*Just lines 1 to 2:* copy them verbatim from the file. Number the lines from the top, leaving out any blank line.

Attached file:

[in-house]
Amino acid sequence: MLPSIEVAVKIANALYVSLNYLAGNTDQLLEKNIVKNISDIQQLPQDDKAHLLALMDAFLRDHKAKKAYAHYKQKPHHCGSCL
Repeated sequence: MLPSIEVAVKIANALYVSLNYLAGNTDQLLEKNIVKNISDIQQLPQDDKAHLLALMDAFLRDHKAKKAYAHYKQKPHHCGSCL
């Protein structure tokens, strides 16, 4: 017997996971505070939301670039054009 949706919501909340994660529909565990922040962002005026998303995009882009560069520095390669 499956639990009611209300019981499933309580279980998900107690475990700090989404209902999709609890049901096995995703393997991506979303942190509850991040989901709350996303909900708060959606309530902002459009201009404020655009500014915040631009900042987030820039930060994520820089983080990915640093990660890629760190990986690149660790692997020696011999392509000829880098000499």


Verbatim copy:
[in-house]
Amino acid sequence: MLPSIEVAVKIANALYVSLNYLAGNTDQLLEKNIVKNISDIQQLPQDDKAHLLALMDAFLRDHKAKKAYAHYKQKPHHCGSCL